- Will Florida or Belize law apply to the Trust? If Florida law applies, then will the trust assets be considered as being accessible to the trustee in bankruptcy? Unfortunately, the court came to the conclusion that Florida law should apply, and only cited prior cases that have come to the same conclusion, without any discussion of what the rationale for ruling this way was. The cases cited have the same issue.
- Will the annuities, annuity payments, and the Regions Bank account that was funded from annuity payments be protected from creditor claims under Florida Statute Section 222.14 when the trust was the “owner” of the annuities, but Mr. Rensin was the named beneficiary under the policies?
- Does Florida Statute 222.30, which aims to prevent transfers made by a debtor into otherwise exempt assets to avoid the reach of creditors, apply to allow the transfers of the annuities to be held for Mr. Rensin?
- What happens to Mr. Rensin’s Florida homestead?
Rensin: Pigs Get Fat, But What About a Hippo – How an FTC Judgment, a Transported Offshore Trust and Florida Annuity Purchases All Caused the Perfect Storm for a Unique and Noteworthy Bankruptcy Court Opinion
In In re Rensin, the judge found that an old and cold asset protection trust formed in the Cook Islands and moved to Belize was subject to Florida law and not protected from the creditors of a Florida resident who was the settlor and beneficiary, but also found that monies that were recently added to the trust, and used by the trustee to buy a creditor exempt annuity, could not be attached. The reasoning was that the debtor himself did not engage in a transfer to avoid creditors, so that the Florida Fraudulent Transfer Statute did not apply.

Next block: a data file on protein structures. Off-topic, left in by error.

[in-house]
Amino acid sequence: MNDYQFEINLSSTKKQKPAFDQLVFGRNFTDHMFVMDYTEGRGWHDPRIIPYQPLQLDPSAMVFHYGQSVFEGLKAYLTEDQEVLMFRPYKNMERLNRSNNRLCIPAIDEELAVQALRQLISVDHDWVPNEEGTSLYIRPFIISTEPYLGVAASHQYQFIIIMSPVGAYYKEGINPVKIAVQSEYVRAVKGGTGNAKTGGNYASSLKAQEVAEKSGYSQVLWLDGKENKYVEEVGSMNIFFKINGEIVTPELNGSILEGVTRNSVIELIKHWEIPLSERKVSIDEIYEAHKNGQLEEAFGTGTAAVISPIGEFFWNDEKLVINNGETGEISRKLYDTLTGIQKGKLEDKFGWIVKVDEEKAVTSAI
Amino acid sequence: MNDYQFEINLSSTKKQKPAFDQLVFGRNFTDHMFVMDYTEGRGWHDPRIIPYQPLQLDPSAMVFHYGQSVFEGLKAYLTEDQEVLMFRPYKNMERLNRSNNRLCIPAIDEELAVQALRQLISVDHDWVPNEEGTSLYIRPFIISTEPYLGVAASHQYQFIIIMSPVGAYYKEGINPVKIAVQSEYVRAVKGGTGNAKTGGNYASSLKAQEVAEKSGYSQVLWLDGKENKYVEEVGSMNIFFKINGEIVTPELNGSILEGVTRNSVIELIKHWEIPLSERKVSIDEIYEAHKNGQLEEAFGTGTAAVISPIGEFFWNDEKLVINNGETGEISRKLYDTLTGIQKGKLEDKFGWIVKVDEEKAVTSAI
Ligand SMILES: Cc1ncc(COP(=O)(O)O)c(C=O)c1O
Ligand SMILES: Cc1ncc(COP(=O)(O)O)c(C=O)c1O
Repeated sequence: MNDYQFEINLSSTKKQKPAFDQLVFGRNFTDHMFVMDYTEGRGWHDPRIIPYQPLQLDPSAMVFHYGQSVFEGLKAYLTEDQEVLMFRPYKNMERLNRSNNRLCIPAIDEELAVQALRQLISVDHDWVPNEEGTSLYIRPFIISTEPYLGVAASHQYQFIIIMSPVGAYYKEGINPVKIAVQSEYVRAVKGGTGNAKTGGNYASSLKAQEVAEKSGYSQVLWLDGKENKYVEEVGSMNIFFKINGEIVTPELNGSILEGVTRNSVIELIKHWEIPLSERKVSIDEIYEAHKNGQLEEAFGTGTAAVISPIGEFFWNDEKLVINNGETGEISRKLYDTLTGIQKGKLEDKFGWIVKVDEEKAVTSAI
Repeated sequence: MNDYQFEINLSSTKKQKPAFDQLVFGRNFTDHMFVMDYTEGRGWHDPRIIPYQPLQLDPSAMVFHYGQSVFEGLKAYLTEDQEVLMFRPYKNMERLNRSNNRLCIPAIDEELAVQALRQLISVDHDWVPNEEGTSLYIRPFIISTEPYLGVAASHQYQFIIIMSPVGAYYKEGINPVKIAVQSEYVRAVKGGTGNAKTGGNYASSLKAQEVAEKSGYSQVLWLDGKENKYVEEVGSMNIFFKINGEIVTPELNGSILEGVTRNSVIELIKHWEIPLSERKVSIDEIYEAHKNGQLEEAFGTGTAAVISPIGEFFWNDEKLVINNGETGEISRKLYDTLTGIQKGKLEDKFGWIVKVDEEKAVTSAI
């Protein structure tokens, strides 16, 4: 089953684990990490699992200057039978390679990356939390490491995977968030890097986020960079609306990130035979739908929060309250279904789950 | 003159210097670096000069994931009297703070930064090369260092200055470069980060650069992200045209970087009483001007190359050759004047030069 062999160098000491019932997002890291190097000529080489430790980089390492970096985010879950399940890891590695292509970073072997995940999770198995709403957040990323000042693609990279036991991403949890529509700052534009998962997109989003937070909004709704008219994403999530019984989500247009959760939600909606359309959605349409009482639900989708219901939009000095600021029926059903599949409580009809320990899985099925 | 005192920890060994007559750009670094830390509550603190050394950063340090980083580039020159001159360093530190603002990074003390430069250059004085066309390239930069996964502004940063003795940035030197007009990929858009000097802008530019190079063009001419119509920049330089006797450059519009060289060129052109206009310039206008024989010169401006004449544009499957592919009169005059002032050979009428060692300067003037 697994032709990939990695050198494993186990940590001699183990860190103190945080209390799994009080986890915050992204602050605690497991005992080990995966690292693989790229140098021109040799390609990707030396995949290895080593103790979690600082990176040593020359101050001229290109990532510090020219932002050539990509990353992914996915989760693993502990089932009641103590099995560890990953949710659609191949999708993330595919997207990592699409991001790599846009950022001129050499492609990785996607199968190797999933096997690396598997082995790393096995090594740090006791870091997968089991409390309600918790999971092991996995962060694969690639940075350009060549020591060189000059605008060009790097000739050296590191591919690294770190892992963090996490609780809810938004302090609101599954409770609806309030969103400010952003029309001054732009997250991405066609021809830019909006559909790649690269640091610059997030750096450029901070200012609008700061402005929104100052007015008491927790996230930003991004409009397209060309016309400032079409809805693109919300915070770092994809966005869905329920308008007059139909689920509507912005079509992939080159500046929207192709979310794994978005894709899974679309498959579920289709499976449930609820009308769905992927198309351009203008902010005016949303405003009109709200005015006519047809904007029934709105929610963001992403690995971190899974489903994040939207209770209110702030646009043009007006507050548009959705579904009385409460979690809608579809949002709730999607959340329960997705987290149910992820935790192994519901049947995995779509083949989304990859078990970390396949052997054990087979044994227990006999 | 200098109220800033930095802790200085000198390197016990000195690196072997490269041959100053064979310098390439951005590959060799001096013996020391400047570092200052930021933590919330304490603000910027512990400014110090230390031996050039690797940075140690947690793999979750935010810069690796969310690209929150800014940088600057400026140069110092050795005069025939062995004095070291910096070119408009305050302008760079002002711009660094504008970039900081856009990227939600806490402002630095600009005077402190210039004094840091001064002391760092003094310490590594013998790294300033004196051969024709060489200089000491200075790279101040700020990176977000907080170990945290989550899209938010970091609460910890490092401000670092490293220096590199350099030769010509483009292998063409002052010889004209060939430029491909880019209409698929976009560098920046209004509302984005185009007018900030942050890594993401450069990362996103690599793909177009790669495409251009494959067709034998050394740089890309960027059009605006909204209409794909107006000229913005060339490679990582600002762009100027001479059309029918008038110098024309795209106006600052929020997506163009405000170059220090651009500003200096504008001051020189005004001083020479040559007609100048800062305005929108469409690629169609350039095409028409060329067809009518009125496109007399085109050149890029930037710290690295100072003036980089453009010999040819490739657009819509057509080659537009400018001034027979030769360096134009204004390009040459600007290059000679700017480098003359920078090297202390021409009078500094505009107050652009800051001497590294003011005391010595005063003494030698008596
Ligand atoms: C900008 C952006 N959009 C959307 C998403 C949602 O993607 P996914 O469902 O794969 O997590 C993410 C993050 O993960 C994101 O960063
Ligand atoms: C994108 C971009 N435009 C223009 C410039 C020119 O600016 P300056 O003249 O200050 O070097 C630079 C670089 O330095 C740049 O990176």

The trust, which was formed and originally funded well before the debtor allegedly engaged in deceptive trade practices in a business that advertised for individuals with poor credit to buy computers over time caused over $14,000,000 dollars of debt owed to the FTC that could not be discharged, has so far managed to preserve over $2,000,000 that the asset protection trust invested in customized Cayman Islands annuity contracts. This apparently favorable result occurred despite the judge ruling that Florida law would apply to the Belize Trust, and that creditors would have been able to reach the trust assets if they were not held in annuities.
In re Rensin is a story involving alleged consumer fraud charges against a company called BlueHippo. Money was scattered across three islands, and subject to a $14,000,000 FTC judgment. The bankruptcy of Mr. Rensin is now completed, and the debt was not discharged, so litigation continues. The below discussed Bankruptcy Court decision was not appealed by either party, and is the last word we may receive for many years on questions 2 and 3 below.
The Bankruptcy Court opinion addresses the following questions:
Practitioners in states other than Florida should evaluate the lessons of Rensin, as several important points will apply in other contexts, even if the applicable state law differs from the Florida statutes above.
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